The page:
According to Wade and McChesney, vertical Polacca canteens of this form are derived from the older San Bernardo tradition (1981:569). The Keam collection contains examples of such San Bernardo canteens (1981:73) and similar Polacca B vessels (1981:138-139), but no Polacca “C” or “D” canteens (1850 to 1900 CE) of this shape.
“The sculptural form of the modern Hopi canteen evolved from a shape introduced in the 16thcentury by Sikyatki potters. Prior to then, canteens were globular or conical, possessing lug or looped handles, and oriented on a vertical axis. They were meant to sit upright (Wade and Cooke, 2012:172).”
The exuberant plant and bird decorative elements on 2010-03, however, are frequently seen on Polacca “C” pottery (Wade and McChesney, 1981:240-242, 368-371 and 451). Similar design motifs appear on Polacca “D” tiles (1981:500). Also see Wade and McChesney (1980:77 and 88).
Steve Elmore has a ca 1890 Polacca bowl for sale with design motifs very similar to canteen 2010-03. (Photograph on file.)
When the spring moisture is sufficient, the desert blooms and birds (and butterflies) gather to feast on nectar. For the Hopi this is a special and sacred time: “siitalpuva,” a “land brightened with flowers.” (For a more detailed discussion see the description of 2010-18 and Hays-Gilpin and Sekaquaptewa, 2006.) Thus birds and flowers are particularly appropriate images on a water canteen.
Canteen 2010-03 has a patina, but 1) shows no signs of use, 2) its handles are relatively thin and might easily break given the weight of a full canteen and 3) it is impractically small. Based on these three characteristics, it seems clear that this pot was made for trade to Anglos, hence my designation of the type as “Polacca C.”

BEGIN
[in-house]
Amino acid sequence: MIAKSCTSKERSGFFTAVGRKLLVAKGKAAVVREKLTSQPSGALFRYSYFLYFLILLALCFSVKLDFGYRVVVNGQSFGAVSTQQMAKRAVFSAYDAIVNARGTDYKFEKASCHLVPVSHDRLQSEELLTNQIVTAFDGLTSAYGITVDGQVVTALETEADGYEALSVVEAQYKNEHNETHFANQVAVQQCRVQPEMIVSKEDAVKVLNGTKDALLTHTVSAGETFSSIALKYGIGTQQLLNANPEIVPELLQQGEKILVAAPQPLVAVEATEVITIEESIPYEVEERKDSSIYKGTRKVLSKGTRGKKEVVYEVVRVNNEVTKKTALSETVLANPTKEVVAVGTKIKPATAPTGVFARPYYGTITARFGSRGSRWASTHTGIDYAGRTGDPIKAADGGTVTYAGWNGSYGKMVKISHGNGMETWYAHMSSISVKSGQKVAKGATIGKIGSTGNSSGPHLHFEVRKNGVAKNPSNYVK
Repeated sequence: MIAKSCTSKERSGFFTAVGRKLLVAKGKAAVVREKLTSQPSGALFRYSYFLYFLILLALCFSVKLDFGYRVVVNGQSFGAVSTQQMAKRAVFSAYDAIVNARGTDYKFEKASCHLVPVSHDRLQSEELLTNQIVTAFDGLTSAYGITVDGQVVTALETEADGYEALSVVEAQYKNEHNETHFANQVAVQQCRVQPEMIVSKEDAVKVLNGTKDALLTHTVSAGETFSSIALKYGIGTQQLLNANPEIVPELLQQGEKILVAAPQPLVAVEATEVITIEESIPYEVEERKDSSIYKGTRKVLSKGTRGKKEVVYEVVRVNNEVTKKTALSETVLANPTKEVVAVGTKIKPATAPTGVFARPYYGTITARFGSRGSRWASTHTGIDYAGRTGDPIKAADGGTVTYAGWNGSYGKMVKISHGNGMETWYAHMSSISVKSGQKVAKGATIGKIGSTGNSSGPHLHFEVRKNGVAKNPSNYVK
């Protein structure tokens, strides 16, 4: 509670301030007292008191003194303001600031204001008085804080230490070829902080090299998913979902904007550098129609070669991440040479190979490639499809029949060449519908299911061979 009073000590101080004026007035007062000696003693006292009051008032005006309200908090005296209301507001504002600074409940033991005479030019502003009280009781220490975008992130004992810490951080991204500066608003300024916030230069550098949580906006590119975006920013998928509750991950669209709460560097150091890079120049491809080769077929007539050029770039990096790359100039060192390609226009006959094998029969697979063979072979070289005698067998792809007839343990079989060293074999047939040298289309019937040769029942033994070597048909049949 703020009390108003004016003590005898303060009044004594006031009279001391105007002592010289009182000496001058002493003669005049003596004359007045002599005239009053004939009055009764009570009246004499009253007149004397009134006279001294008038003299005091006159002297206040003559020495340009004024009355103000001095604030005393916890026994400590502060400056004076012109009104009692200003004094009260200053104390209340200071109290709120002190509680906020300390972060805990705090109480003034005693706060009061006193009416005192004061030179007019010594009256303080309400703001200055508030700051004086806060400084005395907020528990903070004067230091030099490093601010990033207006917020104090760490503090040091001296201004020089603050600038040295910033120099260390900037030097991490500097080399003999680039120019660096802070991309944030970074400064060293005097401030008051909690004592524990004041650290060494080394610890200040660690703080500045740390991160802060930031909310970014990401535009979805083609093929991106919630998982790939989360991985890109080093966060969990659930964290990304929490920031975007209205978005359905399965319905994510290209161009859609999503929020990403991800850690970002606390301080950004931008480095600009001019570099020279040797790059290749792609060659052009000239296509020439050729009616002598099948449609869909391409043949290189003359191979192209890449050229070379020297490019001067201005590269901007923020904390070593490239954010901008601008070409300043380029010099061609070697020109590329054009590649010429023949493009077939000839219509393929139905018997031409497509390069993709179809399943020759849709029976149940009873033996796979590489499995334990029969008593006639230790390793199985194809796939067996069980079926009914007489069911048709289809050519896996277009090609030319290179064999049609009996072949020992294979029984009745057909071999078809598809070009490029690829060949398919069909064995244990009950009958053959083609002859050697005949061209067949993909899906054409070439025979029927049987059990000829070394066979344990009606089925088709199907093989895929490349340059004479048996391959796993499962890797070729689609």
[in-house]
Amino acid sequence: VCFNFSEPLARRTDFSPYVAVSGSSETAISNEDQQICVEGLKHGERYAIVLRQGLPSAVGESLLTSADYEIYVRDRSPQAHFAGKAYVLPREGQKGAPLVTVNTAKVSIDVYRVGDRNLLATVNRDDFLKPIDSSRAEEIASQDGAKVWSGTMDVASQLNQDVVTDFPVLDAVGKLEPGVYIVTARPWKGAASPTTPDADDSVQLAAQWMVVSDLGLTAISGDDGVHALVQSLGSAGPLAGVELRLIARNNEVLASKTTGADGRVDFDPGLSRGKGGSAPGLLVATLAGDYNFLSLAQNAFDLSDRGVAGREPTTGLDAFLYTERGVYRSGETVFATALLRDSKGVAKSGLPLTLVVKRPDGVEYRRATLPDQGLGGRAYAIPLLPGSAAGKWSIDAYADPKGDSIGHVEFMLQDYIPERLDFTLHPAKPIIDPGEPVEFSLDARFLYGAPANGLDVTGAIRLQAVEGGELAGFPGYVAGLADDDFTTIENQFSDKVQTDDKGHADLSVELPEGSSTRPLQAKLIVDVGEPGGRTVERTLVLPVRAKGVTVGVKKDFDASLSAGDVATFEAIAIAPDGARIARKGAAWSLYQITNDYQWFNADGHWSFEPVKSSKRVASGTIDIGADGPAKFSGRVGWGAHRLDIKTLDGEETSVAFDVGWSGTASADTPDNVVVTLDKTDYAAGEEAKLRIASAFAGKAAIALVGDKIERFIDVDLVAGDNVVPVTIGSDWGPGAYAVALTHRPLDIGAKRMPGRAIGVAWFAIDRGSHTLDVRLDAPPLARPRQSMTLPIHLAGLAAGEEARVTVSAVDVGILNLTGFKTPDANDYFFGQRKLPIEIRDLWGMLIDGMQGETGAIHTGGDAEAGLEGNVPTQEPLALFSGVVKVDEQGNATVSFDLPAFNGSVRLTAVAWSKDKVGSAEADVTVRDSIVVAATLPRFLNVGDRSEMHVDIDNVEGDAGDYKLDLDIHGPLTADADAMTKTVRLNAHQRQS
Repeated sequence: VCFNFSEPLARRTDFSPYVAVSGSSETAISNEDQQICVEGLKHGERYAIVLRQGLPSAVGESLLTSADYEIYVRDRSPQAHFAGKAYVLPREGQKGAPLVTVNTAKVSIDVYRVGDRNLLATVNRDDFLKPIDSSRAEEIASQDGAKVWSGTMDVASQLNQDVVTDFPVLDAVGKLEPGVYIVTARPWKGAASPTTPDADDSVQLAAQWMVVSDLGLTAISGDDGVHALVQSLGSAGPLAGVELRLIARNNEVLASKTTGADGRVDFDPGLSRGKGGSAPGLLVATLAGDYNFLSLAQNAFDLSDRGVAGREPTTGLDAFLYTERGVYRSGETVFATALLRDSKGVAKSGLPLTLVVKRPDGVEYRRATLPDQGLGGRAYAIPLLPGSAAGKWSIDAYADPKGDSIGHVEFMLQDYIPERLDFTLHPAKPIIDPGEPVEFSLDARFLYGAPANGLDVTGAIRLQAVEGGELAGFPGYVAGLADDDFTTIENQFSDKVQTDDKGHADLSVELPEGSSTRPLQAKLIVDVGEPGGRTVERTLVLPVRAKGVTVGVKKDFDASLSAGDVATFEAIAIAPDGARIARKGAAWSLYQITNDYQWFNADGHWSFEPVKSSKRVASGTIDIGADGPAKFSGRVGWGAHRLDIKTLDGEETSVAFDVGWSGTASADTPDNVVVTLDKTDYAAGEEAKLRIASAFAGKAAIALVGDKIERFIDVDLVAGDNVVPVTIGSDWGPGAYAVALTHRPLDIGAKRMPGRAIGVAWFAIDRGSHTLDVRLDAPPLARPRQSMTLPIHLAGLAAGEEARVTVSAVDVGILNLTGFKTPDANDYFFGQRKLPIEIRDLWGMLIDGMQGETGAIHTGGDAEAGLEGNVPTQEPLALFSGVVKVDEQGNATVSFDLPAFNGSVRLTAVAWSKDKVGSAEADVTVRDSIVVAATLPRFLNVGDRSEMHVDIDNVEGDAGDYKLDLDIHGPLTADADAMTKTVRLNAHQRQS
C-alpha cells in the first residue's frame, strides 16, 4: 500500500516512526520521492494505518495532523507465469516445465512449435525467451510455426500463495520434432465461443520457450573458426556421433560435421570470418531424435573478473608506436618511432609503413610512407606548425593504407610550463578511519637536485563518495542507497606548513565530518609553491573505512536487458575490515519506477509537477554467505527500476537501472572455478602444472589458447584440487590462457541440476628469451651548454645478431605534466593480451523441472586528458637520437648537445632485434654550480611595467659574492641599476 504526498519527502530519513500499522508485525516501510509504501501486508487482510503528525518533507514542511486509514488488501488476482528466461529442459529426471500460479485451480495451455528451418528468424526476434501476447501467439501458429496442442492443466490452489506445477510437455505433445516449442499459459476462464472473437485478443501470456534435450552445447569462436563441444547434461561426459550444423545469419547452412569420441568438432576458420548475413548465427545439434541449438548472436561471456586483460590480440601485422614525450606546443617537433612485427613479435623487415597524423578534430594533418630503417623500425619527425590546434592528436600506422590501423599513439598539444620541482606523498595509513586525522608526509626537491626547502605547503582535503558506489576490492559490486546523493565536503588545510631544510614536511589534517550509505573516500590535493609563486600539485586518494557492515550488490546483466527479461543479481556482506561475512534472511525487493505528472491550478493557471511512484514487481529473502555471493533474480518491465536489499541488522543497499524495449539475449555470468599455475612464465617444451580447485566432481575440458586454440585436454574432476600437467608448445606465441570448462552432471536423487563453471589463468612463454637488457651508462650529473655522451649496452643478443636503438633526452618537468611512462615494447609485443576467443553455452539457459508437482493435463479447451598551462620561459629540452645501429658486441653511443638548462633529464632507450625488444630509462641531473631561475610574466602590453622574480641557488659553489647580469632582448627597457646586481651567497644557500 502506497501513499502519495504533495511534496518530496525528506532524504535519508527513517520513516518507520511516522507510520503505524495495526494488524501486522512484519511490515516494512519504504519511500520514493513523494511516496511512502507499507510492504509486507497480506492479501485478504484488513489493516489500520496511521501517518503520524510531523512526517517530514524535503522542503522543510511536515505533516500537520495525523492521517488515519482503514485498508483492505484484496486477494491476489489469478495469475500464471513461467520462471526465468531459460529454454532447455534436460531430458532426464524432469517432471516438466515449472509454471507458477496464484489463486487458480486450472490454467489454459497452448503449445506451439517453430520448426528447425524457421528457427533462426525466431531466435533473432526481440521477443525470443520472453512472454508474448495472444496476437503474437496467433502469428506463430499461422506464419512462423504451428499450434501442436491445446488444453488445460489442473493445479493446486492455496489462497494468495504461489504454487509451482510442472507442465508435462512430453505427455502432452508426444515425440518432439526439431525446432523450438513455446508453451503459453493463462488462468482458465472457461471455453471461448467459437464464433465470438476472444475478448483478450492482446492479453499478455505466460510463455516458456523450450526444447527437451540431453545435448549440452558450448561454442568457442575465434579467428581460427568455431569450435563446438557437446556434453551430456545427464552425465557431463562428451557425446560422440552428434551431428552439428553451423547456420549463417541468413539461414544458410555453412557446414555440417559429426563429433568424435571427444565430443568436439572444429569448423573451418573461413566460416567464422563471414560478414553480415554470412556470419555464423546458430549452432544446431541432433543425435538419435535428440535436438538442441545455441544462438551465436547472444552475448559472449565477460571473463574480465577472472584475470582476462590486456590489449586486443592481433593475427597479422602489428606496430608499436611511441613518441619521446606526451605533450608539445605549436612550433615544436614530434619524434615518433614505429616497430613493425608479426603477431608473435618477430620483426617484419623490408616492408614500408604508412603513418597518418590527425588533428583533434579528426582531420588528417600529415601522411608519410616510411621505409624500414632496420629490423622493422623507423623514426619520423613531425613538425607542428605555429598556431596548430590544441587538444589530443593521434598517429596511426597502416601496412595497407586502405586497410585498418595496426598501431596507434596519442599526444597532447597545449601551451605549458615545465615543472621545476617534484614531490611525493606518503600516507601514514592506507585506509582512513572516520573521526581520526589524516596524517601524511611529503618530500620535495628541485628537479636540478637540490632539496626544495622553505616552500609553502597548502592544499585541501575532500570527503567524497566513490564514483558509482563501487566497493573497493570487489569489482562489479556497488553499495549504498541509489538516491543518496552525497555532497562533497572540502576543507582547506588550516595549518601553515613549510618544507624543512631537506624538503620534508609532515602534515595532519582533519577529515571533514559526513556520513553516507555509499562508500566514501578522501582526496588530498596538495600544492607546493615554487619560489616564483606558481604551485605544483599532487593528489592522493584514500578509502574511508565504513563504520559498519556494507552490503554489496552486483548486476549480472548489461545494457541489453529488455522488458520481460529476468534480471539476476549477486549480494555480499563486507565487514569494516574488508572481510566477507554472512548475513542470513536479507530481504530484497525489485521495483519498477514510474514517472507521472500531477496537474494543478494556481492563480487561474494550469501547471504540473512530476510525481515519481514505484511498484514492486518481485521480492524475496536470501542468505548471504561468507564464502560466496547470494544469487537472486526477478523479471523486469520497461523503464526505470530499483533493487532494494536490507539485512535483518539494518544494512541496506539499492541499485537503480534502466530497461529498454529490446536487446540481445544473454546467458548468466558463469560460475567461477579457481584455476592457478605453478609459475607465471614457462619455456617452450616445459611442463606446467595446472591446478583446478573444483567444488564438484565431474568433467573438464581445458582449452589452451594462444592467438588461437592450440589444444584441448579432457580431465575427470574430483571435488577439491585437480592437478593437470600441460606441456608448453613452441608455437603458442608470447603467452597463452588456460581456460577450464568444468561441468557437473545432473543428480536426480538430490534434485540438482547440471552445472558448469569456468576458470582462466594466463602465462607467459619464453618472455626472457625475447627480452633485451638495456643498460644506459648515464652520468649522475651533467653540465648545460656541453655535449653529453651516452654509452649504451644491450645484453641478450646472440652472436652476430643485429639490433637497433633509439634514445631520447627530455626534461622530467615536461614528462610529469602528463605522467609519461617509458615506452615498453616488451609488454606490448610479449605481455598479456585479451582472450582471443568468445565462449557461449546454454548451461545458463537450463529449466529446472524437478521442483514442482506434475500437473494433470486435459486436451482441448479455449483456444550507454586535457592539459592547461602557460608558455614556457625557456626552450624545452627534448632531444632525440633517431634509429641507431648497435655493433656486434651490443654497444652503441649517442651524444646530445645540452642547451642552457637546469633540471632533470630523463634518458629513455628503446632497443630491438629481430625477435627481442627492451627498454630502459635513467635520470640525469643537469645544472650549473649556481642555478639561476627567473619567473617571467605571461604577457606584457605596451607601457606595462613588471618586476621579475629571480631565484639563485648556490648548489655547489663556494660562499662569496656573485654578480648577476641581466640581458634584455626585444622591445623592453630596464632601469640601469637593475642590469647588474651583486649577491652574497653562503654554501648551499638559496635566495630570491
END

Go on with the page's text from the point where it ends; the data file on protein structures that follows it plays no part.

The red lip and red base on 2010-03 are typical of Polacca ware. The two dark framing lines just below the lip and the two just above the red base each have break lines. The smooth white slip has tiny even crackles. Each side has a large red flower associated with black twig designs that themselves display several other small black flowers. Scattered among these flowers are six birds with dachshund pedigrees, all but one facing right. Just to the right and below each handle are additional right-facing birds.
Near the top of the canteen on one side there is a small rough area that may be fuel that stuck to the canteen during firing. The interior of the lip has been smoothed, but below this on the interior one can clearly feel the coils of clay that were used to build the vessel.
The collection of which canteen 2010-03 was a part had a note associated with it. The note reads: “Capt. Geo. Ford brought these back from the west after the Civil War. A friend was getting some for the Smithsonian Institute.” Andy Dohan sold the pot to me on behalf of the widow of Collier M. Martin. Mrs. Martin provided the following genealogy for pot 2010-03.
Pvt. George F. Ford was born on 2/18/1843 in Brimfield, MA. He served with the 13th Mass. Volunteer Infantry 1861-1865 and moved to Nevada in the 1870’s. At age 52 he became ill and died of a heart condition on March 30, 1898. Dr. Collier Ford Martin (born 1/22/1873) then inherited pot 2010, though it is not known how he was related to George F. Ford. Dr. Martin was a renowned proctologist in Philadelphia until his death in 1941. He left pot 2010-03 to his only child, Pauline Martin. It then devolved to her only child, Collier M. Martin (who was named after his grandfather?). After Collier M. Martin’s death, his widow asked Andy Dohan to sell 2010-03 and the three other pots in the collection. (Detailed documentation on file.)